We struggle, all of our lives, from birth to death, trying to make connection. Connection with other life, connection with our environment, with our souls, our emotions. Our most primal biological imperative is to reproduce, to send forth a new generation of our species, to connect so deeply with another human being that a new life is formed of us. It is impossible to deny this primal programming even while we might cheat the odds with birth control or abstinence. All of our behaviors can be traced back to this most basic of our evolutionary goals. It is so far beneath our consciousness, in the bowels of our genetic makeup that we are seldom aware of any correlation between our habits and the biological imperative that drives them. But it is, nonetheless, there.
Long-term connection is not easy. We are each programmed so differently that good matches are rare and precious. When we find one, it is undeniably right. The person that we successfully partner with will unconditionally love everything about us, will make us better than we were before, will bring forth a joy in us that is impossible to overlook. This person will remove all doubt in our minds about whether or not there is some dance we need to do, right now, with them. They will love us, and respect us, and trust us—they will put our needs above their own. And they inspire us to do the same for them.
It isn’t easy. It must be searched for, relentlessly, almost with our eyes closed. We literally check out every person we meet with this search criteria in our subconscious mind. We silently say “Yes”, “No” or “Maybe” to ourselves as many times a day as the new faces we meet. It’s done in an instant, often without our conscious oversight. But these micro-decisions drive our actions, all day long, every day whether we are aware of them or not. The search will make us question things we think we know, and give up things we think we like, and try things that scare the hell out of us.
The rewards of connection are not as obvious as the reward of a good meal or a fine wine. They are neither as dazzling nor as transient as a win on the field or great episodic television. Even though a connection without great pleasure as a reward is most often a damaged connection, the rewards of connection show up more in crisis than in pleasure. It is deep in the chaos of tragedy that partners most find their true individual natures, their true ways of relating with each other, and their true reasons for bonding. It is in the light of the worst of our times that we illuminate the joy we feel from being with each other.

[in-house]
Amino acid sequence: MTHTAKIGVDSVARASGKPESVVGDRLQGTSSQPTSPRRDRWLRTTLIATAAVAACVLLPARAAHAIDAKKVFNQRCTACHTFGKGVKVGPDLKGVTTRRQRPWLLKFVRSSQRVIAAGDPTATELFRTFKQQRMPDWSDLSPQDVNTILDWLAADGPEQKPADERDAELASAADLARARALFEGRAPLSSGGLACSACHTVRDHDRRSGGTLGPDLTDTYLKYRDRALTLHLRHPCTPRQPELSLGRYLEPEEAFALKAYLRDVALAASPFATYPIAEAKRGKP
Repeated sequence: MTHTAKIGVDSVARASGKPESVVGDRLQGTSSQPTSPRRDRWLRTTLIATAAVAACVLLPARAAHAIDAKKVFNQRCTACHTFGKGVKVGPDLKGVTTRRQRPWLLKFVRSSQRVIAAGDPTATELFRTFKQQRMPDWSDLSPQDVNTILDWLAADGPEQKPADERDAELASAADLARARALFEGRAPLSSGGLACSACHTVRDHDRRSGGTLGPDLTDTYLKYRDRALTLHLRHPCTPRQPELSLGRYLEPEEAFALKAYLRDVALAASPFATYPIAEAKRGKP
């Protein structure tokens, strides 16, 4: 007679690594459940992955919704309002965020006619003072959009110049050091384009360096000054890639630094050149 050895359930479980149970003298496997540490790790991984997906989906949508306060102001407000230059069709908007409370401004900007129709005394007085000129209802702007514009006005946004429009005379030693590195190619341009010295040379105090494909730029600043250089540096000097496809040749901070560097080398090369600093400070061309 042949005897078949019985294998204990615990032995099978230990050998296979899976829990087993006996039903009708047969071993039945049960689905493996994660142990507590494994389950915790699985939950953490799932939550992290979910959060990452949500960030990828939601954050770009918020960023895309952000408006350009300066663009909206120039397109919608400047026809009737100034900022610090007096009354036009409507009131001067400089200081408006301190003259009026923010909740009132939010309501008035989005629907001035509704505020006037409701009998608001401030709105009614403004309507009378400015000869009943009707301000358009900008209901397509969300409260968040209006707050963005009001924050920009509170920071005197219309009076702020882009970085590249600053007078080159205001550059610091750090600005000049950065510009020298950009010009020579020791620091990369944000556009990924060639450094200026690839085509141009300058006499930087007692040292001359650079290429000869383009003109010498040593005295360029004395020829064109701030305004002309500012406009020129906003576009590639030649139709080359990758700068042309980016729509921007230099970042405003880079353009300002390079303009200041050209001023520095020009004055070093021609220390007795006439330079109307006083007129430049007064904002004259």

Connection should not be forced, although it can certainly have its moments of utter awkwardness. It should always make us feel more of ourselves, not less. It is well worth waiting for the right connection to happen, tasting the fruits and smelling the roses along the path, and only giving our hearts freely when we know we want to. We give of ourselves even while fearing a connection might end in pain, because connection often comes with an expiration date—and the very act of BEING is a learning experience. The knowledge we hold of who we are is constantly changing, growing, evolving—even while holding our essential essence constant from birth to death. Connection changes us. Connections end because of the changes they bring to us.
As surely as our thoughts rewrite the synapses of our brains, our connections change who we think we are. This is never more true than when one of those connections has set a new creature forth on this Earth. Children are the connection that changes us most. We are who we are, but what we know of who we are changes from moment to moment, always growing, always yearning, always seeking more connection.
Embrace the changes. Make them work for you. And keep seeking the connection that makes you more you, certain that amongst the flotsam and jetsam of failed connections there are jewels that are fully worth all the patient searching.